Half a Starting Rotation IP H K BB HR ERA W L FIP Glavine 119.0 121 82 36 15 3.48 11 2 4.33 Pedro 101.7 74 111 28 14 3.45 7 4 3.71 Trachsel 96.3 108 46 44 12 4.67 8 4 5.32There are a couple of interesting things to note in these numbers. The first is that Pedro still has the strikeout pitch working. Many Pedro fans have been worried about his declining strikeout-rate over the last several years, but he's punching out more than one per inning, which is fine. On the right, you can see a graphic of Pedro's strikeout and walk rates over the last several years, including the far right points for 2006. The key observation is that Pedro's K/BB ratio is still a very solid 4.0 (fourth in the NL). The other thing to note about the Mets' top three starters is that they all have FIPs (Fielding Independent Pitching ERA) higher than their actual ERAs. This could be due either to luck or superior fielding, it's not easy to tell which, but some regression to the mean in the second half should be expected.
Those three pitchers, though, have started 52 of the Mets' 89 games thus far. That has left 37 starts to a motley crew of crafty veterans (e.g., El Duque), good-looking youngsters (Bannister) and various Quad-A anonymities (Jeremi Gonzalez). Bannister made five starts early, going 2-0 with a 2.89 ERA, before going down with a bad hamstring. On the other side of the coin, Jose Lima was given four starts (wha?) and fared even worse than most of us thought he would: 0-4 with a 10.00 ERA. As a group the 4-5 starters have gone 9-16 with an ERA of 5.55, while pitching about five innings per start. The Mets would certainly like to shore up the bottom of the rotation, especially since Pedro has recently shown some health concerns, missing his last two starts before the All-Star Break. Perhaps Mike Pelfrey, the Mets' top draft pick in 2005 who has recently joined the rotation, will be a key performer. In any case, the Mets are rumored to be searching desperately for an established starting pitcher to bolster the bottom of the rotation.
Turning to the bullpen, Mets relievers have the best ERA of any NL team: 3.24. New closer Billy Wagner, despite a couple of high-profile blown saves, has been solid, posting an ERA of 2.43 with a K/BB ratio of 52/17 in 40 and 2/3 innings of work. In my preview piece, I wondered who was going to replace Roberto Hernandez in the New York bullpen, noting that Hernandez, who has left as a free agent, had put up unexpectedly good numbers for the Mets in 2005. Well, the answer to the question is, of course, Darren Oliver. Oliver, who had a career ERA of 5.07 coming into the season, has thrown 50.3 relief innings (most on the team) with an sparkling ERA of 2.15. His peripherals don't support that ERA (his FIP is 4.03), and I expect his ERA to grow. Still, those runs saved are in the bank and Oliver has really helped this bullpen. The rest of the bullpen has been excellent for the most part, especially Duaner Sanchez, Pedro Feliciano and Chad Bradford.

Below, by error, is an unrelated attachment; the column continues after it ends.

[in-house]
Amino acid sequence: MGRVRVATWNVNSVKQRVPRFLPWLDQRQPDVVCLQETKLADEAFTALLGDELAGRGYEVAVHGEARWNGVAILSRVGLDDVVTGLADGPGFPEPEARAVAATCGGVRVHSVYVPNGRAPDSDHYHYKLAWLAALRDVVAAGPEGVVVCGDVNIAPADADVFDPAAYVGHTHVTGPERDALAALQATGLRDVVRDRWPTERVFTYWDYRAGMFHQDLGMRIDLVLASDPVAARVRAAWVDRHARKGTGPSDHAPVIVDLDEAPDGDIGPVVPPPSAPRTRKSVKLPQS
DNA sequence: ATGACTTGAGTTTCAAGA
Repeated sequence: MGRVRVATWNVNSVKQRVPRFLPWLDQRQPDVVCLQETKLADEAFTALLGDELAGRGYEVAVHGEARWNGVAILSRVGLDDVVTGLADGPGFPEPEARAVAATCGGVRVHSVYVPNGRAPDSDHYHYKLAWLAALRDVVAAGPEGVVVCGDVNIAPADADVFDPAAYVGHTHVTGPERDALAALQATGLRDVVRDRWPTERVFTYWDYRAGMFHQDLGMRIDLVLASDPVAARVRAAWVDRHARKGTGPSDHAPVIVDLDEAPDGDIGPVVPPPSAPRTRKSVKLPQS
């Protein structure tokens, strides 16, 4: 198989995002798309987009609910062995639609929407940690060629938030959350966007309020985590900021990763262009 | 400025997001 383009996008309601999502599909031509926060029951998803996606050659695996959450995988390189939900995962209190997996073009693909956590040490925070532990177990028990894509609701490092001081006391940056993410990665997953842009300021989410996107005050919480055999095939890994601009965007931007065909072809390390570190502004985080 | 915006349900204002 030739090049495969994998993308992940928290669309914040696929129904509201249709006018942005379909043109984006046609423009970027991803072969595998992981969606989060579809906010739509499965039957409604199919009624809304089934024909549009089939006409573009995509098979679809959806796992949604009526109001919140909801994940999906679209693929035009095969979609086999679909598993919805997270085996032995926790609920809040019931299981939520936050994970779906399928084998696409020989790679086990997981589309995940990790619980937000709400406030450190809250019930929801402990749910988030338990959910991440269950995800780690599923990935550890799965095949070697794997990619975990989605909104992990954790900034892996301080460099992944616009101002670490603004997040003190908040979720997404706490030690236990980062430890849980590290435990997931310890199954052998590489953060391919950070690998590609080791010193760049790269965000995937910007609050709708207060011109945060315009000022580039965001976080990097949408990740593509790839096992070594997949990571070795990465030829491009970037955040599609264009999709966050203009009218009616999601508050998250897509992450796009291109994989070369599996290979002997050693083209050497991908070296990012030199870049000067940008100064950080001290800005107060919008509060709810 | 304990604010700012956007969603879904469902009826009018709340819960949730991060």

The Mets currently have a 12-game lead on the Phillies in the NL East, and while bigger and later leads have been squandered in the past, it's hard to imagine any of the other NL East teams waking from their seemingly peaceful slumber to challenge the Mets. Still, can the Mets continue to dominate in the second half and coast into the postseason, well-rested and ready to rumble? Or is there some reason to believe that they have been lucky in the first half or that there might be some other reason to temper expectations for the rest of the season?
Well, I think the performance by the offense is 100% legit. Carlos Beltran is simply doing what he has done in the past. If anything, his 2005 was fluky (bad), not his 2006. As for the Mets' other slugger, it seems to me that David Wright is just living up to his rather lofty expectations. I don't see either one regressing significantly in the second half. I also happen to think that Jose Reyes' recent improvements are going to stick, for the most part. I don't know that he's a true .300 hitter, but the increased walk rate and power (his ISO is up to to .181 from .114 last year) are most likely real gains. Of course, Wright and Reyes are both still very young and can be expected to improve significantly over the next few years.
I'm not sure Jose Valentin can continue to hit like Joe Morgan (actually, I'm pretty sure he can't), but on the other hand Cliff Floyd is back now and when healthy he is definitely an upgrade over his replacements. Xavier Nady still seems to have some injuries that he's nursing, but the Mets have shown that they have capable replacements available.
I'm a little less optimistic about the pitching. I think we can expect to see some regression from the Top Three and perhaps even some health issues. Pedro has actually missed his last few starts due to a hip ailment and then food poisoning. I have already commented on the lack of depth in the Mets rotation: that's why we are hearing so many rumors about the Mets trading for a starter (Livan Hernandez? Rodrigo Lopez?). In the bullpen, I doubt Darren Oliver will toss another 40 innings with an ERA near 2.00, but as a group the Mets relief corps looks very solid. I believe that overall the Mets' pitching will be near the top in the NL rankings at the end of the season.
The final tally: the Mets should win the division handily and will be
a formidable opponent in the playoffs. Mid-term grade: solid A.
John Walsh dabbles in baseball analysis in his spare time. He welcomes questions and comments via e-mail.